Central to his argument is the concept of slavery. This seems to be something that all of the peoples subject to Roman authority feared greatly. The Romans recruited huge numbers of people, mostly young men and women, who were exploited not only for labor, but also for the purposes of prostitution. There wasn't really any difference between the two. If a young woman went to work in a Roman household, she might spend much of her time working, such as going to shop with the stewards of the household, and carrying large burdens on the way back. Archeological evidence from Pompei and elsewhere shows young children whose remains show the symptoms of constant physical labor. As a member of a household, they also were sexual chattels. The same things might happen to the young men.
Paul's arguments center on this concept, and he admits that he himself, was a slave. He makes a parallel to being a "slave" to Mosaic law, but he also seems to indicate, that he may have worked as a slave for the Romans. He tells the Galatians that even if one is made a slave, as he was, if he is Christian, he cannot truly be enslaved. Part of the appeal of Christianity in these early days, seemed to be that it gave less than prosperous people a way to deal with the reality of Roman domination. Some Celts had been known to commit suicide, along with their wives and Children, rather than submit to slavery. The Celts were, like the Jews, very conservative about sexuality, and valued the purity of their wives and daughters. The major conflicts in the interaction of the conquerors and the conquered has much to do with attitudes about sexual morality.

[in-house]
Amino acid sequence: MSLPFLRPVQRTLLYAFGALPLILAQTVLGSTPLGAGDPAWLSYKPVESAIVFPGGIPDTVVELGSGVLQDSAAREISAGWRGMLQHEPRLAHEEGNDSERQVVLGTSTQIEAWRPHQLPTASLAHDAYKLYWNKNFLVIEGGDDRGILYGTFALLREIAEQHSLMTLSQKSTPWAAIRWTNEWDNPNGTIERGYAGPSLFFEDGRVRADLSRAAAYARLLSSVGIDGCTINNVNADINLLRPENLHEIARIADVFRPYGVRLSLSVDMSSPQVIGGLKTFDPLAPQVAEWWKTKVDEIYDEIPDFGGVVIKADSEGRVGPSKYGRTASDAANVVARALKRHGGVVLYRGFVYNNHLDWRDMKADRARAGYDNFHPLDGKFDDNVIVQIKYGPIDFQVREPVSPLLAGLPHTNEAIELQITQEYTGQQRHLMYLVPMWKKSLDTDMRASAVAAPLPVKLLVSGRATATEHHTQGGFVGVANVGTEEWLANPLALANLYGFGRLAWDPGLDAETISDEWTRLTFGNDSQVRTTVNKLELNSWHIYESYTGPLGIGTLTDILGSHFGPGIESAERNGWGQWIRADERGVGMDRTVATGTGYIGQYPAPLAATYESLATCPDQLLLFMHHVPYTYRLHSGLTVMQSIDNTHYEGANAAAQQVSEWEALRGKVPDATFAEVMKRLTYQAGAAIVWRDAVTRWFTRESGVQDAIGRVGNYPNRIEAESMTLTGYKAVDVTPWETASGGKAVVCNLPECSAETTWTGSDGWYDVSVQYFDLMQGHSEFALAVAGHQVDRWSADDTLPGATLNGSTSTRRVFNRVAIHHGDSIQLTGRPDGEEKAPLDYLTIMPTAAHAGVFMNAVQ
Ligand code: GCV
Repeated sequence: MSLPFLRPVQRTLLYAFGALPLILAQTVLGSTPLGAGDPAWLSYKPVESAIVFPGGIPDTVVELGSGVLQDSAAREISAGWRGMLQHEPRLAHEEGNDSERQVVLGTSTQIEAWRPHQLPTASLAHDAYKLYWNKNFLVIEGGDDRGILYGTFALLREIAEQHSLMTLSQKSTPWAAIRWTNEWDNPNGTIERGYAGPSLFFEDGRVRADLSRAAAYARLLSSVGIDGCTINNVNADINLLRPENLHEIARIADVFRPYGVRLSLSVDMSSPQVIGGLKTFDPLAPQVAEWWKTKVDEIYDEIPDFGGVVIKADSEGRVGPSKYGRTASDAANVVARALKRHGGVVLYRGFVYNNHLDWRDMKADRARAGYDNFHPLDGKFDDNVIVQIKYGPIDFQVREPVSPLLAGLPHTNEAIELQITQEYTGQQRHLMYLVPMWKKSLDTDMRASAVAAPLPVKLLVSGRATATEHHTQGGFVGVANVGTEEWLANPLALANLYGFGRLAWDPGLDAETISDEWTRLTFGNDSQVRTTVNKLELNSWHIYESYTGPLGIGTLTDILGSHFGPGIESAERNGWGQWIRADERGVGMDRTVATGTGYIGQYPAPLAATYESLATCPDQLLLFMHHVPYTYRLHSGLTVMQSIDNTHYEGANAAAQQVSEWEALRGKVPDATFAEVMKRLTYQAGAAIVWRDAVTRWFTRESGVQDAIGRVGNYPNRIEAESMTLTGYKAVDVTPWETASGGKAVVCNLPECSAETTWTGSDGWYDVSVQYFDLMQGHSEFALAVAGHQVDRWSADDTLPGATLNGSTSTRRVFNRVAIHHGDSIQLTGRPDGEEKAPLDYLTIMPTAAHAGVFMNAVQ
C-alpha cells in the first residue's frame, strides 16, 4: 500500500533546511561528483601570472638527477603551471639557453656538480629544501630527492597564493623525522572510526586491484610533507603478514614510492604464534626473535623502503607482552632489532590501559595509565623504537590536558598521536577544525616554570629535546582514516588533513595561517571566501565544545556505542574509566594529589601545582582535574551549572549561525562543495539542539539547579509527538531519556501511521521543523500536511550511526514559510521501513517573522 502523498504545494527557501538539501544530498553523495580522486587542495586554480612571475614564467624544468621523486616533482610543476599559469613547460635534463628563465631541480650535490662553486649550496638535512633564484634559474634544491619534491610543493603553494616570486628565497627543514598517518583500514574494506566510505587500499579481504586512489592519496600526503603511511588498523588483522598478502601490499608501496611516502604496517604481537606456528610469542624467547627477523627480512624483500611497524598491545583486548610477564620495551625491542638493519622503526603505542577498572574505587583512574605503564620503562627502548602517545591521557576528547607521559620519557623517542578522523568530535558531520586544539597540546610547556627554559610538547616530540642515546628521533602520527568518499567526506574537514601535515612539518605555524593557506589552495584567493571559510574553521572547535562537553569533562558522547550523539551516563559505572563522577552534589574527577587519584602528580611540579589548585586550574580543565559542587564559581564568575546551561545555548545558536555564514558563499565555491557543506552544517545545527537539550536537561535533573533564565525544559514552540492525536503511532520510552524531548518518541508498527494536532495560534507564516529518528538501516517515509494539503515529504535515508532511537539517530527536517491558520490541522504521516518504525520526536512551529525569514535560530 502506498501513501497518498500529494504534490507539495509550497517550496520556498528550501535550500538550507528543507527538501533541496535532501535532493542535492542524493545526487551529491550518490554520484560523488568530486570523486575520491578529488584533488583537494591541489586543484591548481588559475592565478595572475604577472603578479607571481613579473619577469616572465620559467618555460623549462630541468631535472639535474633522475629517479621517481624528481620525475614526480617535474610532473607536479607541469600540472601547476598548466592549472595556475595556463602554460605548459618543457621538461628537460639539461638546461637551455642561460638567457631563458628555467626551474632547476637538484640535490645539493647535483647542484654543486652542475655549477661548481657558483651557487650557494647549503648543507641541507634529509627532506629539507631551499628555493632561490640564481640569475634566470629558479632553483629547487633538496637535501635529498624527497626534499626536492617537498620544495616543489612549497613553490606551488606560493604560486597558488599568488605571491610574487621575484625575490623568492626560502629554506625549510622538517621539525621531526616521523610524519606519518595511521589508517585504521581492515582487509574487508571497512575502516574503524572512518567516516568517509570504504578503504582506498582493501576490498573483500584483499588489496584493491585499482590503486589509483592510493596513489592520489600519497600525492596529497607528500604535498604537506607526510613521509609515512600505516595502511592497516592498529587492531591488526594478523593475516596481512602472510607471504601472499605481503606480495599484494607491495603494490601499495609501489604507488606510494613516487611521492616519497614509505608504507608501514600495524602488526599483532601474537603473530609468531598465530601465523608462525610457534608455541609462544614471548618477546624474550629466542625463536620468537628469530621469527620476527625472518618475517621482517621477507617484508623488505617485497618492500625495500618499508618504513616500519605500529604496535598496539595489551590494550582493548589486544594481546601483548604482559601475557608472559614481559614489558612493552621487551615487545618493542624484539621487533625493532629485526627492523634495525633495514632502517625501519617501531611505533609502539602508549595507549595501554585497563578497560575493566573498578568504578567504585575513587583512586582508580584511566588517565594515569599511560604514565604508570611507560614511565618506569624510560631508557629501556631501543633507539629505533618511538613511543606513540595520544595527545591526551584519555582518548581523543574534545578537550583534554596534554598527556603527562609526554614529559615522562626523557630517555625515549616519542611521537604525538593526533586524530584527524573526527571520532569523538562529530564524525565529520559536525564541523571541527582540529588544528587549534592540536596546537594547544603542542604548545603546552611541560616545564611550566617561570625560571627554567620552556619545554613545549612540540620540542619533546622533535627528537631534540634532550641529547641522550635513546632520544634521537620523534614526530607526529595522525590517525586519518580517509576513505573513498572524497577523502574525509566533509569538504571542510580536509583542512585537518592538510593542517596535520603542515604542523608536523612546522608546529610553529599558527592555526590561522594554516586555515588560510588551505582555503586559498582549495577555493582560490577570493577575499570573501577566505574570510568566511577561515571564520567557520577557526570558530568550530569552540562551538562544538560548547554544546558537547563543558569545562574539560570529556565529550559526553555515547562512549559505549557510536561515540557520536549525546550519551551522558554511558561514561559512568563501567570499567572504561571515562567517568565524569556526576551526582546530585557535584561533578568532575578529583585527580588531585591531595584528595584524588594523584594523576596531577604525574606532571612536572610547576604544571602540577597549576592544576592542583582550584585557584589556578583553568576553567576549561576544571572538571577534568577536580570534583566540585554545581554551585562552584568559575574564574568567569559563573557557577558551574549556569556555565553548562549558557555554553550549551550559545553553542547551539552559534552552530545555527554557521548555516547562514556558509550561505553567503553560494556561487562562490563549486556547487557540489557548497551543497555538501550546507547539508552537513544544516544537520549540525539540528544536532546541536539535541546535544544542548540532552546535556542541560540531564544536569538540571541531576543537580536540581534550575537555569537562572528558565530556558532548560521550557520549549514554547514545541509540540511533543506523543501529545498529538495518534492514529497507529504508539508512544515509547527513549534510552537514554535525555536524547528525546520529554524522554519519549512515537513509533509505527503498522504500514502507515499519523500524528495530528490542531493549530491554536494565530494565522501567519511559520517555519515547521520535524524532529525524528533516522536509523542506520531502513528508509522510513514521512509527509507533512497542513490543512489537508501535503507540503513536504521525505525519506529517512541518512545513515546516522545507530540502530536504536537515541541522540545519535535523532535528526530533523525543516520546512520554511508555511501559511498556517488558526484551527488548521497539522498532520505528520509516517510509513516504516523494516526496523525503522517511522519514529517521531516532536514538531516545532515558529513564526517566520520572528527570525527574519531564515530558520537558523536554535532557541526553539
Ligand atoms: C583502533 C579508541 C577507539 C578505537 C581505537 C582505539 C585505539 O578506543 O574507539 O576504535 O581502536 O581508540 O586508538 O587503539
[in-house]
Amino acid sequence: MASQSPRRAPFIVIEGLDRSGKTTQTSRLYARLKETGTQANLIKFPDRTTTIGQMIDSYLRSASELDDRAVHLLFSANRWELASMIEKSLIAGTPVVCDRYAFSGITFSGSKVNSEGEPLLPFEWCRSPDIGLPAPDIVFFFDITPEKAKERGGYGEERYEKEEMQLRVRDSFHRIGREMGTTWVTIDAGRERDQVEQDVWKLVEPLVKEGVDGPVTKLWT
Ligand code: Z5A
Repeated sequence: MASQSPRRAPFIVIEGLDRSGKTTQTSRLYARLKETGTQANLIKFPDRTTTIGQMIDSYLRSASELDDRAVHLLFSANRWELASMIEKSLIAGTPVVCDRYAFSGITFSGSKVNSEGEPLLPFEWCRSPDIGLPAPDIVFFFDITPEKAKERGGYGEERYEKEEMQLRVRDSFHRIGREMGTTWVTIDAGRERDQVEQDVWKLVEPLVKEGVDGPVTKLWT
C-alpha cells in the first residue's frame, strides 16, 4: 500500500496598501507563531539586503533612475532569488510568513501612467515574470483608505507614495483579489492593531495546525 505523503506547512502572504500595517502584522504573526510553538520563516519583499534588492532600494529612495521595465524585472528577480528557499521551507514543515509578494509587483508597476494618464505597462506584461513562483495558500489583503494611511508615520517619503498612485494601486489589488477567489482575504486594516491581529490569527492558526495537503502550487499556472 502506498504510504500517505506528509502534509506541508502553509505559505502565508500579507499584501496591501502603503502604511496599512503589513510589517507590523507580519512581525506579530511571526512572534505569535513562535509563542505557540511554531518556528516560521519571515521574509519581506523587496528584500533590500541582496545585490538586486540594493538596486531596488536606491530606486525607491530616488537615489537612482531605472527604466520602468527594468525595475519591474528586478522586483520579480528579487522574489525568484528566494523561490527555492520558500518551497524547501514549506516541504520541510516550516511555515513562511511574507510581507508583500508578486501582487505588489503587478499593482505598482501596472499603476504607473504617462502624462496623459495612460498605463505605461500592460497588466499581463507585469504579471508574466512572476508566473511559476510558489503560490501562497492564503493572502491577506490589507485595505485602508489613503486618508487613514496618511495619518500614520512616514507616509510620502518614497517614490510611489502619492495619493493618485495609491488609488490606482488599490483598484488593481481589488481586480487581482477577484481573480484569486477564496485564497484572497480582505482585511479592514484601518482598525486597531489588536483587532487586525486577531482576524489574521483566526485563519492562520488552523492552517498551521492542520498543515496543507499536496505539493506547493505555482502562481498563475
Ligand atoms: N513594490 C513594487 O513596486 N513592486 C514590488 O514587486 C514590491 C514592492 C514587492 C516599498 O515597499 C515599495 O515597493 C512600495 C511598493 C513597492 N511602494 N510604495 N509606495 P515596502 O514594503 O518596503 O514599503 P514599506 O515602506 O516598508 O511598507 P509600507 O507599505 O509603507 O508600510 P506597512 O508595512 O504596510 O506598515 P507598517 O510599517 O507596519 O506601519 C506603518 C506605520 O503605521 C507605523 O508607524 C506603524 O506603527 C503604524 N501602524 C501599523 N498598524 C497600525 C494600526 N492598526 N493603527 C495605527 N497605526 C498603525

Another parallel to the threat of slavery by the Romans is Paul's reference to the "slavery of the law." In Palestine, the laws imposing numerous financial consequences for being "unclean" were oppressive, and created classes of people with few rights, who were exploited for labor by the just, the respectable citizens. I think of this element in his argument as a vehicle in explaining his assertion that faith gives life to a person, whereas obedience to a set of laws does not. For Paul, being a person fully in compliance with Mosaic Law was not much different than having a lot of money. Martin Luther wrote his Commentary on Galatians to set forth his doctrine of salvation by faith alone, quoting Paul on this same point.